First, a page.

More women than ever are giving up their nine-to-five jobs to become interim managers, research has revealed.
A study of 850 interims, by provider Boyden Interim Management, showed that the flexibility and equality of pay associated with working as an interim meant more women were choosing a career in the sector.
“Interim management offers flexible working patterns, and we predict that there will be an ever-increasing number of female interim managers,” the research stated.
Younger women in particular are being drawn to becoming interims. The survey revealed that in the 25 to 39 age group, the female percentage was almost five times greater than men of the same age bracket.
Female interims find it easier to find regular assignments, with 30% more women in work for more than 170 days per year than their male counterparts, the survey said.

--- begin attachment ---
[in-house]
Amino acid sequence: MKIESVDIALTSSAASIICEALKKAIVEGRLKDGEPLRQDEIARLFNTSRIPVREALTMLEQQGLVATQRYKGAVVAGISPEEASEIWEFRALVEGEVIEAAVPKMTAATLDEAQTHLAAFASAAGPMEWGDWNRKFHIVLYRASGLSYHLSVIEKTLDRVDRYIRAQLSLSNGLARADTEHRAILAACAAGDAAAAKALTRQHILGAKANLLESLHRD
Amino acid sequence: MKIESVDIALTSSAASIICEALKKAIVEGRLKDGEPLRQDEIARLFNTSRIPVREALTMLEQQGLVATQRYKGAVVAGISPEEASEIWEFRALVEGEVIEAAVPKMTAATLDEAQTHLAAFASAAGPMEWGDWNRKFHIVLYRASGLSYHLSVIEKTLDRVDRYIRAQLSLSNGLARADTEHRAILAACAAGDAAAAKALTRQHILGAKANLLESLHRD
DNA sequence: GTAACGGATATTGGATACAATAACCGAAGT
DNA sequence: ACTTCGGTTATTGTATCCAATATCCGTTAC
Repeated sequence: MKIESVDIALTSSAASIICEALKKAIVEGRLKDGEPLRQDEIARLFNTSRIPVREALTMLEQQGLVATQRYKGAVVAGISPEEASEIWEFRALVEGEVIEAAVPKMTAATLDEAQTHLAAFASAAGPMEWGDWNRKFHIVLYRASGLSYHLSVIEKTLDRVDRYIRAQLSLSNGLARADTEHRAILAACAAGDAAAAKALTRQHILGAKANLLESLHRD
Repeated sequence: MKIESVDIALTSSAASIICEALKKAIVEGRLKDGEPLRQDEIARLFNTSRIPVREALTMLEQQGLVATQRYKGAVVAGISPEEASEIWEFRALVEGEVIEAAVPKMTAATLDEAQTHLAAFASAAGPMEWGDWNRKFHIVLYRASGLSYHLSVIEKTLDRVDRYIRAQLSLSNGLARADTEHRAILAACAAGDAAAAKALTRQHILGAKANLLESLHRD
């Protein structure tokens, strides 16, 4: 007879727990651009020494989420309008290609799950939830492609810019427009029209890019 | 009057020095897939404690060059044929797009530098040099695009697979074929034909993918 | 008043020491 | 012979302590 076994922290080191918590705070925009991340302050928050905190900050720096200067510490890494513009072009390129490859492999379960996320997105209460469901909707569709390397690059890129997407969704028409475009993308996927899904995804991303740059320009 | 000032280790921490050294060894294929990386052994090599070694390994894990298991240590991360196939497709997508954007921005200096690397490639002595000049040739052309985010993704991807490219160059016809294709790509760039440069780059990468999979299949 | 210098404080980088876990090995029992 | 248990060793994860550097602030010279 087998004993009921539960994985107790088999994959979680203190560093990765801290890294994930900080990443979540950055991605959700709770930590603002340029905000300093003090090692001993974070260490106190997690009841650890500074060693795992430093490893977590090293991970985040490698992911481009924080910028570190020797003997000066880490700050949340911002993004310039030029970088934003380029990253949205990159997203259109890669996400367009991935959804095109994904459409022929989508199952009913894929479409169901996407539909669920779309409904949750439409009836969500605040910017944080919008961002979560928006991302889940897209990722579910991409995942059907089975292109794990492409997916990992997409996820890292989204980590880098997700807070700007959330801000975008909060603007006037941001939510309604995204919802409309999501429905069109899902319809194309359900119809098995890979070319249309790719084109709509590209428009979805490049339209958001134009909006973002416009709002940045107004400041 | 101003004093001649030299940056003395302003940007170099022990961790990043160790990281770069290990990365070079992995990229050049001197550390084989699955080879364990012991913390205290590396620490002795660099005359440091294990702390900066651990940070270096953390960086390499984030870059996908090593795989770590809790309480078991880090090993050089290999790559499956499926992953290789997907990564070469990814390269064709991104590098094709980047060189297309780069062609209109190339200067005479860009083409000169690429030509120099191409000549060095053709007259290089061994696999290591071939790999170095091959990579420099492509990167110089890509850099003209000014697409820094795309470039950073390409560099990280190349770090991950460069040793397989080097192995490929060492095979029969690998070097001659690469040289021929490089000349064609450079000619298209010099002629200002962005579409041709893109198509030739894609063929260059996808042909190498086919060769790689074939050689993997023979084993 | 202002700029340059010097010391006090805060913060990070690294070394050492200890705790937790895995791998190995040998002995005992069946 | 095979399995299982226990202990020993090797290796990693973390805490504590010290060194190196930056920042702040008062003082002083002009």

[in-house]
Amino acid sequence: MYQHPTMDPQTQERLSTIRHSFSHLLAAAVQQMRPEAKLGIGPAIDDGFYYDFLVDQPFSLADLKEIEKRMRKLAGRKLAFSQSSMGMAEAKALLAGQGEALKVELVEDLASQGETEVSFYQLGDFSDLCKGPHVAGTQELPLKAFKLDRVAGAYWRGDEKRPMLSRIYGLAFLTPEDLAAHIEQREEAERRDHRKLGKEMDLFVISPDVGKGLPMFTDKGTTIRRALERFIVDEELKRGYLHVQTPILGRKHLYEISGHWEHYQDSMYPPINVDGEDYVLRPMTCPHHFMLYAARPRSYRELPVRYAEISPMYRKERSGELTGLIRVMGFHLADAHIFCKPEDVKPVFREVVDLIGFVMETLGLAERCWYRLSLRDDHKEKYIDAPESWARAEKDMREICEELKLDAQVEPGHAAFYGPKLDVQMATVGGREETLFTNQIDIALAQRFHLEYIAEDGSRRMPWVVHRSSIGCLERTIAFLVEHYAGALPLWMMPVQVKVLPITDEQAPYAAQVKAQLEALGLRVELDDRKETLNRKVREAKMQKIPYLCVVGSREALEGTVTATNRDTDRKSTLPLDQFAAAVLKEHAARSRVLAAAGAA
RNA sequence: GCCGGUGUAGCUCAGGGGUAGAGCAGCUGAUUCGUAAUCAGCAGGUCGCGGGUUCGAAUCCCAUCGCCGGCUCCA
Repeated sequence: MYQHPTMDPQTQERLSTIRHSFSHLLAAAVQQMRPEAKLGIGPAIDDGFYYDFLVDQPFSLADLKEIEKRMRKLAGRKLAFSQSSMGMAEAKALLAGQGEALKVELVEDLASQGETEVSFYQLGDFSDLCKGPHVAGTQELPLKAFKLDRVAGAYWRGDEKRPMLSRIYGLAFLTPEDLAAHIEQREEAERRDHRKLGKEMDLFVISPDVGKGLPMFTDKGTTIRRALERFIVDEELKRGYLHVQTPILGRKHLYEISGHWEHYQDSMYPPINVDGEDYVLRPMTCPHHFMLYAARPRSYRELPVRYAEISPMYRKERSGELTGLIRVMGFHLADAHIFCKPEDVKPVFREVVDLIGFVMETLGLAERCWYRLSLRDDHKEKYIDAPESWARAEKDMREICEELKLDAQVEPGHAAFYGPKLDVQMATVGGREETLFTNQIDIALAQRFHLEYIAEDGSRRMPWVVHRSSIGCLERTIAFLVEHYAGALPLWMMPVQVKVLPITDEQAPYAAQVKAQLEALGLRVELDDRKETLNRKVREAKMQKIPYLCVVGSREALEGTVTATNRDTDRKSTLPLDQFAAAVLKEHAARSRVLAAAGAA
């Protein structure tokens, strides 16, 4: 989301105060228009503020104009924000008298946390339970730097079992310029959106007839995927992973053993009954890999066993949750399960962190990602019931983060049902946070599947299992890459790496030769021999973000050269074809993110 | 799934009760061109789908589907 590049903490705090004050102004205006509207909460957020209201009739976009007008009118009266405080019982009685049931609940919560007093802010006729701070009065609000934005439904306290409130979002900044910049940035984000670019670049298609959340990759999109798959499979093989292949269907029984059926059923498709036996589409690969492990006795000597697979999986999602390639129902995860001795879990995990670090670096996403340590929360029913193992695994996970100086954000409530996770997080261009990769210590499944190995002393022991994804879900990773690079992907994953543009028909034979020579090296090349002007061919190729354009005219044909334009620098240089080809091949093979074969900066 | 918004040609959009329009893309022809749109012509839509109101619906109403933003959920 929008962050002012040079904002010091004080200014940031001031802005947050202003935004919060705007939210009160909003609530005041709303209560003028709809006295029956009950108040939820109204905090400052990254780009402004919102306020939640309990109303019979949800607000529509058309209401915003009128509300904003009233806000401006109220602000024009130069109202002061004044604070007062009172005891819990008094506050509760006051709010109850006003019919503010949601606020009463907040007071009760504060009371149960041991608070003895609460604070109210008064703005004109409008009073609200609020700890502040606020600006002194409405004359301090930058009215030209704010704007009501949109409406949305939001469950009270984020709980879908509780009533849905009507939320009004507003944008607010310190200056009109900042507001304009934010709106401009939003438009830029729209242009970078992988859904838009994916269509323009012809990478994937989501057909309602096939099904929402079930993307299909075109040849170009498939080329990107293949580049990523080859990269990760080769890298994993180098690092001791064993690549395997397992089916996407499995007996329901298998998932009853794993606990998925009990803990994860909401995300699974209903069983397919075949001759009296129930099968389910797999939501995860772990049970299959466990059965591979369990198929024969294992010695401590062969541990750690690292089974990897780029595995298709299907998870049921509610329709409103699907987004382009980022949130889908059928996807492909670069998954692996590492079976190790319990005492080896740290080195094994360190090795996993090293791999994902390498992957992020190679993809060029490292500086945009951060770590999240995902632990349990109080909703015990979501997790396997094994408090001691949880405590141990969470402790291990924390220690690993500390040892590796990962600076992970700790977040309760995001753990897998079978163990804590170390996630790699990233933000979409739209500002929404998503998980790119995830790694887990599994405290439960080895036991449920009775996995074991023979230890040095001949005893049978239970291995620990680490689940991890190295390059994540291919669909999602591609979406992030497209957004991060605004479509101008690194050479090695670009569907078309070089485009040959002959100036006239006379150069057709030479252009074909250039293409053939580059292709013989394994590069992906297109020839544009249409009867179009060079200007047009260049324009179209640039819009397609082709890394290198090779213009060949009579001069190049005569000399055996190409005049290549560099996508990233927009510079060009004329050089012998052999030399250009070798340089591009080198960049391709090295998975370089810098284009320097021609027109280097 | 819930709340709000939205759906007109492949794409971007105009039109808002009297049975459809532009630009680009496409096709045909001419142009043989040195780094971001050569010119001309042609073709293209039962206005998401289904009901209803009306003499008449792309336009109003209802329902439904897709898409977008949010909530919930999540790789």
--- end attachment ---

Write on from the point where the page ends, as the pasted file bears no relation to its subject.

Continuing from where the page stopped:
They also enjoy greater equality of pay than is typically found in the wider workplace, with very little variation in daily rates between the sexes. At the very top end of the pay scale, women actually earn more than men, the research shows. Overall, 5% of women earn more than £1,250 a day, compared with only 3% of men.
Reasons for organisations appointing an interim underwent a shift in 2005. The top two reasons – internal change management and a major new project – scored 28% and 29% each, both up by about 50% from the 2004 survey. HR continues to be one of the most popular functional areas for interim managers, along with general, financial and change management. About half (48%) had assignments operating in a head of function role.
Asked about barriers to success, almost half of the respondents (48%) cited internal politics as their major gripe, followed by the setting of unrealistic goals or timeframes (34%).